Kris Drever is almost becoming ubiquitous on the folk circuit in one incarnation or another. He is one third of folk heavyweights Lau, and also one third of Drever, McCusker and Woomble – featuring Idlewild’s Roddy Woomble.
And somewhere in amongst all that he had time to record his second album – Mark the Hard Earth produced by John McCusker and featuring many of the artists Kris has been working with over the last few years. Even if folk music isn’t your normal staple Mark The Hard Earth is well worth a listen. It should challenge the ‘folkie’ stereotype of four old geezers in Aran Sweaters singing diddly dee.
The opening track is written by Kris himself, and it gets the record off to a great start. Although not a prolific song writer, (this is the only track on the album which he has written) Kris’s writing is thought provoking, and provides a sound platform for both his excellent guitar skills, and his distinctive voice. The track starts quietly – just Kris and his guitar, and gradually builds as vocal harmonies are added, then a little percussion, and strings. The next track ‘This Old Song’ again starts with just Kris on guitar, but this one has a quite different feel – written by America songwriter Caleb Klauder, this one is more of a sing along. Next up we have the first of two songs from fellow Scot Sandy Wright – Shining Star, which waltzes along gently, with an instrumental section in the middle – some very gentle fiddling taking the lead for a while. And this is about as close as the album gets to having any purely instrumental tracks. This is a departure from the format of the debut album. Black Water contained two instrumental medleys, but this on this one has all tracks feature Kris’s rich vocals.
‘Allegory’ introduces the backing vocals from Heidi Talbot, one of the best female singers around the British folk scene at the moment. She adds additional depth with her sweet harmonies, and really bring the track alive. Boo Hewerdine’s contribution to this album is ‘Sweet Honey In The Rock’ – at least the words are credited to Boo, with the music supplied by John McCusker. This is a cheerful song, with a nice sing along chorus, but is laced with Biblical references – Deuteronomy 32:13 mentions “wild honey among the rocks” – showing a more serious side to both composer and performer. And there’s also some handy advice on how to get to heaven!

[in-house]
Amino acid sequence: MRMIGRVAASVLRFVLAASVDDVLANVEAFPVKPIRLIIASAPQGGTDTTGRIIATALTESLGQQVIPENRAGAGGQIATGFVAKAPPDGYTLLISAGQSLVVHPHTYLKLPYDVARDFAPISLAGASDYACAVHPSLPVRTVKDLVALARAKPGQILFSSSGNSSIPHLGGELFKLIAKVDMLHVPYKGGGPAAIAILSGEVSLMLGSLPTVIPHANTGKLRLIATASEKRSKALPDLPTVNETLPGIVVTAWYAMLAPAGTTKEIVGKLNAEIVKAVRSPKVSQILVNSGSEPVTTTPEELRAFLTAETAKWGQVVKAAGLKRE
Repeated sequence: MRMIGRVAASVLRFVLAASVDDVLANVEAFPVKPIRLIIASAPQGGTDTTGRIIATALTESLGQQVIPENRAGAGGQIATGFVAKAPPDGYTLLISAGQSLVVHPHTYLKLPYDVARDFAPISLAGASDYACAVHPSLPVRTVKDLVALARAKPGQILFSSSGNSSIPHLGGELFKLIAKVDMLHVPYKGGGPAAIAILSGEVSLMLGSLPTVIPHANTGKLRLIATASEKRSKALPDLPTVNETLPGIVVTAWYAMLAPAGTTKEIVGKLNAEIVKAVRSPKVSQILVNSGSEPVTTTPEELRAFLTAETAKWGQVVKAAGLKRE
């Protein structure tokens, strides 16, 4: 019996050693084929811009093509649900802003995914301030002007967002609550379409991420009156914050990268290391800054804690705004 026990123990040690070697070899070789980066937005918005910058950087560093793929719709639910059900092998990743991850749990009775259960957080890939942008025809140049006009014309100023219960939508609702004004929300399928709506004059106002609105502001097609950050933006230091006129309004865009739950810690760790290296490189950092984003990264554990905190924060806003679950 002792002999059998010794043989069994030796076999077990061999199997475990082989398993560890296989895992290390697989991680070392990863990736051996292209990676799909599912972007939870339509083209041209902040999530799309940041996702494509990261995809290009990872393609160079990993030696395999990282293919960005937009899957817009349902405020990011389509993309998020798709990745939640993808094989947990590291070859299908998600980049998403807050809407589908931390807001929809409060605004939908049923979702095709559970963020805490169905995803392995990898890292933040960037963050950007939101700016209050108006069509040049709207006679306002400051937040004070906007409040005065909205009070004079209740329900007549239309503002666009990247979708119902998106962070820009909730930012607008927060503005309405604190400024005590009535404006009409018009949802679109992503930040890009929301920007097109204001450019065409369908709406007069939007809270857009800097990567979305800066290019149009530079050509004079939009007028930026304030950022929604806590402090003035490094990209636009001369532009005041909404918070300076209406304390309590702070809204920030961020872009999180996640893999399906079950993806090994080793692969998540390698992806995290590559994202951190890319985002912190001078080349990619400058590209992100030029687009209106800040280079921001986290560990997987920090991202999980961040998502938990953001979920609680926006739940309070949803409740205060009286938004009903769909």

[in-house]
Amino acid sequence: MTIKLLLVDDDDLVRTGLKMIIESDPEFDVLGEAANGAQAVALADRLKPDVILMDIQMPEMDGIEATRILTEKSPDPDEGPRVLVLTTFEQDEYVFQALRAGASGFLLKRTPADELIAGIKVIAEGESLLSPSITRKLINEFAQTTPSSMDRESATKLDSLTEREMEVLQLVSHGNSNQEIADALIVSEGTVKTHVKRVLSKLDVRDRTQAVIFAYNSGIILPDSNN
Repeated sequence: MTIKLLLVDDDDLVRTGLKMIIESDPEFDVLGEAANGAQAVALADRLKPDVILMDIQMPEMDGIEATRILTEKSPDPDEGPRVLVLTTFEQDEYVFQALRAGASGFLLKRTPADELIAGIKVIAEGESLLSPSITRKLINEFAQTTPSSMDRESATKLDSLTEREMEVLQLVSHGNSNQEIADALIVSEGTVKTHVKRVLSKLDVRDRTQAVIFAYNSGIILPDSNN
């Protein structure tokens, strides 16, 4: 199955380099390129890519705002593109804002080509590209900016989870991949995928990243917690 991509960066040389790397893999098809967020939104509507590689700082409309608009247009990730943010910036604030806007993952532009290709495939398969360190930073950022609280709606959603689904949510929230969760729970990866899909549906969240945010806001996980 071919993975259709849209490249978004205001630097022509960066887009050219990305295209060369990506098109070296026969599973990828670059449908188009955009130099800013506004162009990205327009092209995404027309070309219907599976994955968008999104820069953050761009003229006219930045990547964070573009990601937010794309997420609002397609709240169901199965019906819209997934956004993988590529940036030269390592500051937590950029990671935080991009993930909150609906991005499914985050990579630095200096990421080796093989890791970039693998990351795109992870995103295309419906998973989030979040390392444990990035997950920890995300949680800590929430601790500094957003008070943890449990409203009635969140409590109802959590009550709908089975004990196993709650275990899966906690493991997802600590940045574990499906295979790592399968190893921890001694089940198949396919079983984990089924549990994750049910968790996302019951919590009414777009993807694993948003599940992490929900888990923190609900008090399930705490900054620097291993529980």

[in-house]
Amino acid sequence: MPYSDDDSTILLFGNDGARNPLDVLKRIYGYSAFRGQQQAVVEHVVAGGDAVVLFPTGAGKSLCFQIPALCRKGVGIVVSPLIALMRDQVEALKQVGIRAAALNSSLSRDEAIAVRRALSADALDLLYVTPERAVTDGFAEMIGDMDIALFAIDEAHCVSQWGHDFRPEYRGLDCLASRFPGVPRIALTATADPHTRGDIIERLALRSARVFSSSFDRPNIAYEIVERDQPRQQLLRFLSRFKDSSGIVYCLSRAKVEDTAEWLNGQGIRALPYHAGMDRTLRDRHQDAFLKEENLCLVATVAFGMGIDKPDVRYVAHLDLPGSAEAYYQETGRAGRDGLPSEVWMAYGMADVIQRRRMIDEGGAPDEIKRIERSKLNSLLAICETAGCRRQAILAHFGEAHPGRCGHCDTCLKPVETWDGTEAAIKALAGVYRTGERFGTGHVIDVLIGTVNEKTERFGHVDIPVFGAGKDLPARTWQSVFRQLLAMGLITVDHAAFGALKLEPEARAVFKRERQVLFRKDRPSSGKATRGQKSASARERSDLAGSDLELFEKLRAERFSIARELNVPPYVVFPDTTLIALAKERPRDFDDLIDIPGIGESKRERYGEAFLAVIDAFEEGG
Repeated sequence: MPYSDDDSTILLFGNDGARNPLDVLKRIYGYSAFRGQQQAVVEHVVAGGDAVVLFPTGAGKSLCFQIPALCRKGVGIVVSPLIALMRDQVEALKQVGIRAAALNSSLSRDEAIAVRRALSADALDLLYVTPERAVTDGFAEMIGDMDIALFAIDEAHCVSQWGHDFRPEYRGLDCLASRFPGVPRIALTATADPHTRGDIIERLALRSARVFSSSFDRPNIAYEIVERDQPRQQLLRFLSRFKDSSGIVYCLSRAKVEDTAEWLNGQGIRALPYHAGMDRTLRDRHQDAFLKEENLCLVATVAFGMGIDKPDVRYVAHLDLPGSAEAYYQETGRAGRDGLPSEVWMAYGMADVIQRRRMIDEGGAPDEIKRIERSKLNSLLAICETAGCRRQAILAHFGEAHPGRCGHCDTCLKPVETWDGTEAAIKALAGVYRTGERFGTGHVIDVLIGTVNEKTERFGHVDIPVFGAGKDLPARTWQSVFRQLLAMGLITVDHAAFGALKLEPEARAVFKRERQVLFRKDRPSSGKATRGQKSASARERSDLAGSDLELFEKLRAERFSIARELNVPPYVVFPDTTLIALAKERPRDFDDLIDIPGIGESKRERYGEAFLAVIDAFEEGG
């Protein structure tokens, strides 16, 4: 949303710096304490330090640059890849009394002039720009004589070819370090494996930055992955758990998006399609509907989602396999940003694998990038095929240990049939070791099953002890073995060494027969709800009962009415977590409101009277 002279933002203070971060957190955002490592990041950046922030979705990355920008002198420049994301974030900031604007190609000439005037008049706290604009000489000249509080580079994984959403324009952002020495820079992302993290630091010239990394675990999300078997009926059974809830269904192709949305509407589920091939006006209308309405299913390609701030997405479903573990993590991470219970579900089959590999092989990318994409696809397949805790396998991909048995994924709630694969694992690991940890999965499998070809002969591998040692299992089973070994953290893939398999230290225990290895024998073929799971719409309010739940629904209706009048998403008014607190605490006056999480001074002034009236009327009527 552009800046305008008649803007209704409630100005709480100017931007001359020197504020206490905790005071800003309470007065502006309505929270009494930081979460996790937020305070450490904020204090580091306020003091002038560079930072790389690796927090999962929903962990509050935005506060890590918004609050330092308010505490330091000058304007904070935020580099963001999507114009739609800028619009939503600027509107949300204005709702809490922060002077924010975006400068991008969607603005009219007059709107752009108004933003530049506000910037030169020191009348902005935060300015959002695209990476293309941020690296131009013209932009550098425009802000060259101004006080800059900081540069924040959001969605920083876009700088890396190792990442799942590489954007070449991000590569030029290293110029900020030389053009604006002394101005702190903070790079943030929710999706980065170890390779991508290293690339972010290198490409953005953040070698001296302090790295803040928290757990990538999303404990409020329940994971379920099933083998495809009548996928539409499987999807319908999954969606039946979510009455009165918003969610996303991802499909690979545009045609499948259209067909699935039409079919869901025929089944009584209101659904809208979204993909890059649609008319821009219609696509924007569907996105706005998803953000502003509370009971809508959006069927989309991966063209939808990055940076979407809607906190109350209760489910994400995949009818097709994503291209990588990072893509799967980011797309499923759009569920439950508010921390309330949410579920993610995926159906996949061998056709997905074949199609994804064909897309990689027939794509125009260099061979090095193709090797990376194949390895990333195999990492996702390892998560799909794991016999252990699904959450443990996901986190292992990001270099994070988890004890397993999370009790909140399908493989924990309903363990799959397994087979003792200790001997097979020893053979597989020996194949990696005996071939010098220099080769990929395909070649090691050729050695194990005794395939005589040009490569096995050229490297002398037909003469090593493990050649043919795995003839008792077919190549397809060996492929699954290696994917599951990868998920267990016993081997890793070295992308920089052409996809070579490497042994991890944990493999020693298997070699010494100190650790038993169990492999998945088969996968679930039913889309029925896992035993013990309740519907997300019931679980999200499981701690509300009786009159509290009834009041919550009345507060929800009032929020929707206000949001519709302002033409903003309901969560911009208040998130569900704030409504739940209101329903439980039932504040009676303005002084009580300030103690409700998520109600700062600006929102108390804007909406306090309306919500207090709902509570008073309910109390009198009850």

Kris also slips in a love song penned by none other than Rabbie Burns – ‘O’ A’ the Airts’. This started life as a poem by Rabbie written for the love of his life, Jean Armour. For those not familiar with the lowland Scots dialect in use during the second half of the 18th Century, “O’A’ the airts the wind can blaw” can be translated as “Of all the directions the wind can blow” but after that you’re on your own – you’ll get the hang of it, I’m sure. This is fitting tribute to one of Scotland’s favourite sons on the two hundred and fiftieth anniversary of his birth. The next track, ‘Crown of London’ sounds traditional too, but in fact was written by Kris’s brother Duncan. This serves to illustrate the diversity of the music presented in this album – different continents, different centuries, and yet all sitting comfortably together, and brought to life by this very talented young man. ‘Freedom come A’ ye’ rounds things off with some fine work by Karine Polwart on backing vocals.
All in all a very competent production and a great CD to listen to – thanks no doubt to the considerable talents of John McCusker, and also to the great wealth of talent that Kris is able to draw upon, songwriters, musicians, and singers. And of course, we must not to forget Kris’s own considerable talents both as a guitarist, and as a truly versatile singer.